Djokovic’s Family, President Slam Australia in Deportation Spat
(Bloomberg) -- The family of Novak Djokovic accused Australia of trying to deny the top world tennis star a record 10th Grand Slam victory there, and his country’s president denounced what he called a “political campaign” over Covid-19 protocols.
Djokovic’s lawyers mounted a legal challenge against Australia’s decision to hold him at a hotel used for detaining refugees and expel him after federal officials overruled a state vaccine exemption for the tennis star that sparked a national uproar.
Due to compete in the Australian Open this month, the Serbian player offered insufficient proof to enter the country under current pandemic rules, the Australian Border Force said Thursday. While he was earlier granted a medical exemption to enter the state of Victoria, the federal government revoked that after officials questioned the athlete for hours at Melbourne Airport.
“There are no special cases: rules are rules,” Prime Minister Scott Morrison told reporters in Canberra. “If you are not double vaccinated and not an Australian resident or citizen, you cannot come.”
Djokovic will remain in detention following a court’s decision to adjourn his appeal to a visa cancellation, The Associated Press reported on Thursday. The court will resume proceedings Monday morning.
He’s in Melbourne to seek a record 21st Grand Slam victory after winning nine Australian Open singles titles, including the past three tournaments.
The about-face is the latest example of confusion surrounding Australian Covid guidelines that’s plaguing both officials and citizens as case numbers continue to surge. Throughout the pandemic, states have largely set their own policies on the entry of overseas and local visitors, as well as lockdowns, but the federal government ultimately decides on who can enter the country.
Djokovic’s plight drew attention in the athlete’s home country, which celebrates Orthodox Christmas on Friday. His family in Belgrade slammed Australian authorities, saying the decision was humiliating and aimed at depriving him of another victory.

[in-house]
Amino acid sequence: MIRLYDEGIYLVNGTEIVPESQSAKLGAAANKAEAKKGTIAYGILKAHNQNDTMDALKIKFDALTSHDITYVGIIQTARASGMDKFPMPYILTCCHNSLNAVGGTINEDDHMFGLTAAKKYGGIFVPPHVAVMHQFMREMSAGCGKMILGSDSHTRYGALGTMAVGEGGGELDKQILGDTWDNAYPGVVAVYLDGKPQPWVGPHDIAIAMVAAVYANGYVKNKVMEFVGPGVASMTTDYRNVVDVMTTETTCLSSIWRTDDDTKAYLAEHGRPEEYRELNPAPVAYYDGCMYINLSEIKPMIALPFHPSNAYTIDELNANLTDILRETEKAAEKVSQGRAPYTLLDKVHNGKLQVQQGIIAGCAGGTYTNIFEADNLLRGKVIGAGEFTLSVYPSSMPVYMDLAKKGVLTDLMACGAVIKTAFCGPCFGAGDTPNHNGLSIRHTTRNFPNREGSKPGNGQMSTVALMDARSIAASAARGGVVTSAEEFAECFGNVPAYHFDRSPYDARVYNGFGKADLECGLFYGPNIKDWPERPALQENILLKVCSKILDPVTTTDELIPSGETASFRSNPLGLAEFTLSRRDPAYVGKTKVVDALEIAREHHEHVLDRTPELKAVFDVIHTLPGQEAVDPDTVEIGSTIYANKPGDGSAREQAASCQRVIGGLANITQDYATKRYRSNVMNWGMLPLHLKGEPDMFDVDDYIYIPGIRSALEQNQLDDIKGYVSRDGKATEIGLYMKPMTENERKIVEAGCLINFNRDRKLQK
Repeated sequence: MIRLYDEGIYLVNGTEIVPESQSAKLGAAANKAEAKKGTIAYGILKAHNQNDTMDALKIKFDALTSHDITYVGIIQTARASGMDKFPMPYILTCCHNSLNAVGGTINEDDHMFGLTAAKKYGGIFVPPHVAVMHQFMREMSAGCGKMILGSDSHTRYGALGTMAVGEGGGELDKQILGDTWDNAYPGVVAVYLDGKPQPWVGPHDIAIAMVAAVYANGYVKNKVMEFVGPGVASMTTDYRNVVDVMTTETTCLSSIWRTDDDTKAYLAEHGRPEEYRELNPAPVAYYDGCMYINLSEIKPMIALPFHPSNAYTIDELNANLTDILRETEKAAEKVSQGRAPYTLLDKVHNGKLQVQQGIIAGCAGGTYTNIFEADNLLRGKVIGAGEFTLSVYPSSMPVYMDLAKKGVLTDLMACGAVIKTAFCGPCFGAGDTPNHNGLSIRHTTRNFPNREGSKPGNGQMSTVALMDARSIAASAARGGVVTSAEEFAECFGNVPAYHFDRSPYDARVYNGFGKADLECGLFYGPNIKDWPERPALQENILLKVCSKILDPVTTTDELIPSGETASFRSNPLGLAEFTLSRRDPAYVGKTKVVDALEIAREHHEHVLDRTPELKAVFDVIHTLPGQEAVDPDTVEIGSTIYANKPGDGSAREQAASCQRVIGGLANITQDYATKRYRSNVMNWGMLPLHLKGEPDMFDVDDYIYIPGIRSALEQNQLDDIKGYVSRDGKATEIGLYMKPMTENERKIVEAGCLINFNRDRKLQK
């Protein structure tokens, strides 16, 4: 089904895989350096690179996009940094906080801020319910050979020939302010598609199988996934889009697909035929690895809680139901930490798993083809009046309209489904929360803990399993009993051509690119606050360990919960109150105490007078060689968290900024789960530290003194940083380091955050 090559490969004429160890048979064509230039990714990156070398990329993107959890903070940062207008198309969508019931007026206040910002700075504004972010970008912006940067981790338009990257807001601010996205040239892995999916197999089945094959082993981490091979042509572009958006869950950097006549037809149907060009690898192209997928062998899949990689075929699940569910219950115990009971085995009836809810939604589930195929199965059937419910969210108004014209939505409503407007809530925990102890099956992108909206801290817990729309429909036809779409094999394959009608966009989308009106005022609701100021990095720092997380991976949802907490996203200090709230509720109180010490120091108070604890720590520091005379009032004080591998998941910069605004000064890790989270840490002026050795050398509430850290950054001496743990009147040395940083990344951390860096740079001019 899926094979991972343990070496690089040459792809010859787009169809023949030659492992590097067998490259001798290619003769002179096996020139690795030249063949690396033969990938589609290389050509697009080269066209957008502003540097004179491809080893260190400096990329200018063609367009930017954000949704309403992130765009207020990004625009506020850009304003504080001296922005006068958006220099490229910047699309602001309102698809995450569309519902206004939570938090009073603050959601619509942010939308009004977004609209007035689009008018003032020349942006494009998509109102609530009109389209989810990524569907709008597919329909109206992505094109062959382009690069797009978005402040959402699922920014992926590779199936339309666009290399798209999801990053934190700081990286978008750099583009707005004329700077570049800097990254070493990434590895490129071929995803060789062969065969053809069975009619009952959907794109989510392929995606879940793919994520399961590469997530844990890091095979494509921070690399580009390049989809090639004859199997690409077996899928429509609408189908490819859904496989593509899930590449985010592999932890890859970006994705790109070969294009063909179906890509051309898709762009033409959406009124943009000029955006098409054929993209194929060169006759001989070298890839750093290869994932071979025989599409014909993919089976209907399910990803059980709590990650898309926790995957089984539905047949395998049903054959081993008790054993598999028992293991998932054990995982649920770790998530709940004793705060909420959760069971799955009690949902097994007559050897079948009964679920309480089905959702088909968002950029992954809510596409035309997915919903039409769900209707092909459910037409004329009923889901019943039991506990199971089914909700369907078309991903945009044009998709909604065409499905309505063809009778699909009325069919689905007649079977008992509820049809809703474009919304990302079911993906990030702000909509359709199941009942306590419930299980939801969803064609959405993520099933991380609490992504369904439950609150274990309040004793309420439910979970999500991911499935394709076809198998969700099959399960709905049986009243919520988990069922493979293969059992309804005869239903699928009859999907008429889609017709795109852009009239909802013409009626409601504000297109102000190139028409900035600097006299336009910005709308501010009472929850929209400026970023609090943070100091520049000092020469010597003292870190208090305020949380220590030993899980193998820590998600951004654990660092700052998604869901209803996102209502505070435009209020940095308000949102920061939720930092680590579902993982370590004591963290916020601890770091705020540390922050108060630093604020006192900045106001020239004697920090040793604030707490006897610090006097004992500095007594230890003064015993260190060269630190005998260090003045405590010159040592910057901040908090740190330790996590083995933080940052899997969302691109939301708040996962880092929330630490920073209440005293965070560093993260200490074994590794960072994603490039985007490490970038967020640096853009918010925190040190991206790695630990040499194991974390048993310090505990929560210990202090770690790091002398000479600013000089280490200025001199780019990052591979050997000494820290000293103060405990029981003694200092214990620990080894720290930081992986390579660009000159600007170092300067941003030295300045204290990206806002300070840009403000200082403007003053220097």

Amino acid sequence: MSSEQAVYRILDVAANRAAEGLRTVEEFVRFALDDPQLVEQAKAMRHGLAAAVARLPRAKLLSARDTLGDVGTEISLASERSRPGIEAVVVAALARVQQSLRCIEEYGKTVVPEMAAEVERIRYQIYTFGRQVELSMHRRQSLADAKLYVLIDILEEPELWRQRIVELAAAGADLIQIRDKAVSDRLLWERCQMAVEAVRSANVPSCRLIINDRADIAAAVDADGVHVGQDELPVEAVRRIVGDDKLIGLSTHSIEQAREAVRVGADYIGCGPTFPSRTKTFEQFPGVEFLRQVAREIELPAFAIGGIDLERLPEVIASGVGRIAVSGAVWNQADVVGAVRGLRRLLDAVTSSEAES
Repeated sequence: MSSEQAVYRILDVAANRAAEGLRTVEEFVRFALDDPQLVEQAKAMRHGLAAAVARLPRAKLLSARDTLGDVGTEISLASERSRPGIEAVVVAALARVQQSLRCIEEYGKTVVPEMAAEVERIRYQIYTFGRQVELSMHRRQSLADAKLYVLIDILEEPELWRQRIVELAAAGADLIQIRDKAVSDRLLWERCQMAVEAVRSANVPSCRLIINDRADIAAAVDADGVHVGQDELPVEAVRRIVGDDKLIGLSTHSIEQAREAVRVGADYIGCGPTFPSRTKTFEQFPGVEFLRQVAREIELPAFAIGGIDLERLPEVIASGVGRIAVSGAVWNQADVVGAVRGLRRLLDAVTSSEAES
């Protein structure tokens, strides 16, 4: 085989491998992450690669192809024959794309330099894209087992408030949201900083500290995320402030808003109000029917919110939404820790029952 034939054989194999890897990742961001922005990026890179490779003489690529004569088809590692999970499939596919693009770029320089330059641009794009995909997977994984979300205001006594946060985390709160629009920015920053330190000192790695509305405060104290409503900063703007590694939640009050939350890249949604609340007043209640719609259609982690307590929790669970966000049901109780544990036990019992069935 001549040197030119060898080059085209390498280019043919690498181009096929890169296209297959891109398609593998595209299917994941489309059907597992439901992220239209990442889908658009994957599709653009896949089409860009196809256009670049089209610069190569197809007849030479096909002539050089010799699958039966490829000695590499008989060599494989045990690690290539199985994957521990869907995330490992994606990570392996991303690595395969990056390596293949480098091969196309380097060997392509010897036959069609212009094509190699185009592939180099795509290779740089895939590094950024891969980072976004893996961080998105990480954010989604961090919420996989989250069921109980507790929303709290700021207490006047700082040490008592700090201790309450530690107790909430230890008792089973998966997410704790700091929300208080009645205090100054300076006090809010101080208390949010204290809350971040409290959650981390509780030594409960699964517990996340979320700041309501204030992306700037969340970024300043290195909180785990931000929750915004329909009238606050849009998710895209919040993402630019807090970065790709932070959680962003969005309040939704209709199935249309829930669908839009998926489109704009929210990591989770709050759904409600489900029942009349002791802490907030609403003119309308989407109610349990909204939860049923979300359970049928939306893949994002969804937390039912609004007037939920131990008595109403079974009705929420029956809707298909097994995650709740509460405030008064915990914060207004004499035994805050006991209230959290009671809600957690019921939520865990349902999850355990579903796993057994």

“This is the only way for them to stop him from winning the Grand Slam,” his uncle, Goran Djokovic, told reporters in the Serbian capital. At the family’s urging, several hundred fans gathered peacefully in support of Djokovic in front of parliament in the afternoon.
The disparity between policies among states in Australia has caused upheaval during the holiday period, with some demanding tests and different requirements for residents from other regions.
Australia’s Covid-Zero strategy to eliminate coronavirus infections in the community has now been abandoned in all but one of the eight states and territories, with the nation recording more than 64,000 new cases on Wednesday. The two most populous states, New South Wales and Victoria, have loosened entry restrictions for both overseas and local visitors even as the omicron variant has caused a surge in case numbers.
Djokovic, who has criticized vaccine mandates, was among a handful of competitors granted medical exemptions for the tournament, the first of the four annual Grand Slam events, which begins Jan. 17. But that sparked criticism and anger in Melbourne, which became the world’s most locked-down city during the pandemic.
According to the Australian Associated Press, Djokovic is being kept in the Park Hotel, which has served as a detention center for asylum seekers and suffered from a fire that broke out two weeks ago.
It’s a marked departure from the experience of the world’s tennis elite in 2021 where 14-day hotel quarantine in Melbourne was required with strict rules around daily testing and close contacts.
While many Victorians will welcome that foreign sports celebrities are subject to the same Covid rules as other visitors, Serbia’s leadership reacted with anger.
He needs to move from the “infamous” hotel to a rented house where he can train, Serbian President Aleksandar Vucic told reporters in Belgrade on Thursday.
A flurry of calls between the respective government officials, including between Serbian Premier Ana Brnabic and Australian Home Affairs Minister Karen Andrews, should help resolve that, he said.
“What is not fair is to conduct a broad political campaign in which everybody participates, including Australia’s premier, pretending that the same rules apply to everyone,” even as some players with the same status as Djokovic were allowed into the country, Vucic said.
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